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How Leucadia National and Loews Are Like Berkshire Hathaway

Here's how both companies are taking action to realize their underlying values

These two conglomerates — Leucadia National (LUK) and Loews (L) — are sometimes compared to Warren Buffett’s Berkshire Hathaway (BRK.A). In fact, Leucadia has a commercial mortgage joint venture with Berkshire called Berkadia, notes Gavin Graham, contributing editor to Internet Wealth Builder.

Apart from the mid-market investment bank Jefferies and Berkadia, Leucadia also owns 78% of National Beef, the second largest beef processor in the U.S. Its portfolio also includes Idaho Timber, a chain of auto dealerships (Garcadia), a rapidly growing Italian wireless broadband business with 500,000 subscribers (Linkem), and a couple of smaller financial investment groups, HRG and FXCM.

Loews owns 90% of insurer CNA Financial (CNA), 53% of driller Diamond Offshore (DO), 51% of pipeline company Boardwalk Pipeline Partners (BWP), and 100% of rigid plastic container manufacturer Consolidated Container Corporation, as well as 100% of the eponymous Loews’ Hotels.

Both conglomerates sell at large discounts to their tangible book values, Leucadia at 15% and Loews at 30%. Let’s look at Leucadia first. Apart from the disposals of plastics business Conwed and HRG’s Fidelity and Guaranty Life subsidiary, the company recently announced a major strategic reorientation.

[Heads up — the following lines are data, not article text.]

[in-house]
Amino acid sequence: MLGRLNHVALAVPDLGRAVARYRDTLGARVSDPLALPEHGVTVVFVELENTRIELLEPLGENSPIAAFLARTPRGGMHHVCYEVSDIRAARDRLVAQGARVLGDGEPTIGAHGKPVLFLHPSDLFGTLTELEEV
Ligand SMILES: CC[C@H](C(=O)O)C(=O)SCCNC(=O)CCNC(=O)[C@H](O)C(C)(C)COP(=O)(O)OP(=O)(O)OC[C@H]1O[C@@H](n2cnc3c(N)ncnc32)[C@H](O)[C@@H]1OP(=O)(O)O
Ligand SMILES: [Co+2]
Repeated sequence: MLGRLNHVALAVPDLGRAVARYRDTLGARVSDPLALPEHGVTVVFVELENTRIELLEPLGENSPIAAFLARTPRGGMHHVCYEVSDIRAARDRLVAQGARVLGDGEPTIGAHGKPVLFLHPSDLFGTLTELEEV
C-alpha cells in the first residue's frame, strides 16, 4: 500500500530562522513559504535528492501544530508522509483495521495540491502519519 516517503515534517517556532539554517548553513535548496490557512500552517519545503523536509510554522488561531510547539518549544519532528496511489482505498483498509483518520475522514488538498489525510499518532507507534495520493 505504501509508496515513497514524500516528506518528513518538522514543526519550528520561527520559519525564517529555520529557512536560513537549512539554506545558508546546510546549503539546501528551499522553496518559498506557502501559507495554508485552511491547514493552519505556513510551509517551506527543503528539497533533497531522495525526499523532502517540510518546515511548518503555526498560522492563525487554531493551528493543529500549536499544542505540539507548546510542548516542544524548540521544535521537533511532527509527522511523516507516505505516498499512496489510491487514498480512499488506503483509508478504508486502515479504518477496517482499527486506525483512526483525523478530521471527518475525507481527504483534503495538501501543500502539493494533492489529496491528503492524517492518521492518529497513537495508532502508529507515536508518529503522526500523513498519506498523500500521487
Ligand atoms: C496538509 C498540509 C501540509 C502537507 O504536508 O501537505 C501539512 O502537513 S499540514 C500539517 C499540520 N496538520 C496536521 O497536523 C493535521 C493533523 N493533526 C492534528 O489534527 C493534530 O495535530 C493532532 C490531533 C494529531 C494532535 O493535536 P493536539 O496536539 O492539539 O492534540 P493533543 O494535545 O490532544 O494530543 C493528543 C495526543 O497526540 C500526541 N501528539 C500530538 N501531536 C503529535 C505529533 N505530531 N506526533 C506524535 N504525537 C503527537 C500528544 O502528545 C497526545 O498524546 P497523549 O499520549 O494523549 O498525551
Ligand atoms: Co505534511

This includes the sale of 48% of National Beef to Marfrig Global Foods S.A. for $1.05 billion, realizing an estimated pre-tax gain of $800 million-$850 million. It retains a 31% position. It also announced the sale of its Garcadia auto-dealership to its partners.

To reflect the increased importance of its Jefferies banking business after these disposals, management has proposed changing the company’s name to Jefferies. These sales reflect the gradual transformation of Leucadia from an opportunistic acquirer of assets to becoming a more focused financial services business that still retains an eye for a deal.

Recent developments at Loews include a 75% increase in net income for 2017 to $1.16 billion ($3.45 per share) from $654 million ($1.93 per share) in 2016. While helped by a $200 million ($0.59 per share) benefit from the tax reduction bill, earnings still increased almost 50% to $964 million ($2.86 per share), boosted by better insurance underwriting and lower losses from asbestos liabilities for CNA.

Also contributing were lower write-downs from Diamond Offshore and slightly lower earnings from Boardwalk on the sale of a processing plant. Loews Hotels benefited from better occupancy rates.

Book value, which, as with Berkshire Hathaway, is regarded as the most useful guide to performance at Loews, rose 6% to $57.91, meaning Loews sells at substantial discount to the sum of its parts.

Both stocks, which have been largely flat over the last few years, remain attractively valued and are taking action to realize their underlying values. They remain rated as Buys.

Gavin Graham is contributing editor to Internet Wealth Builder.

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About Founded in 1981, MoneyShow is a privately held financial media company headquartered in Sarasota, Florida. As a global network of investing and trading education, MoneyShow presents an extensive agenda of live and online events that attract over 75,000 investors, traders and financial advisors around the world.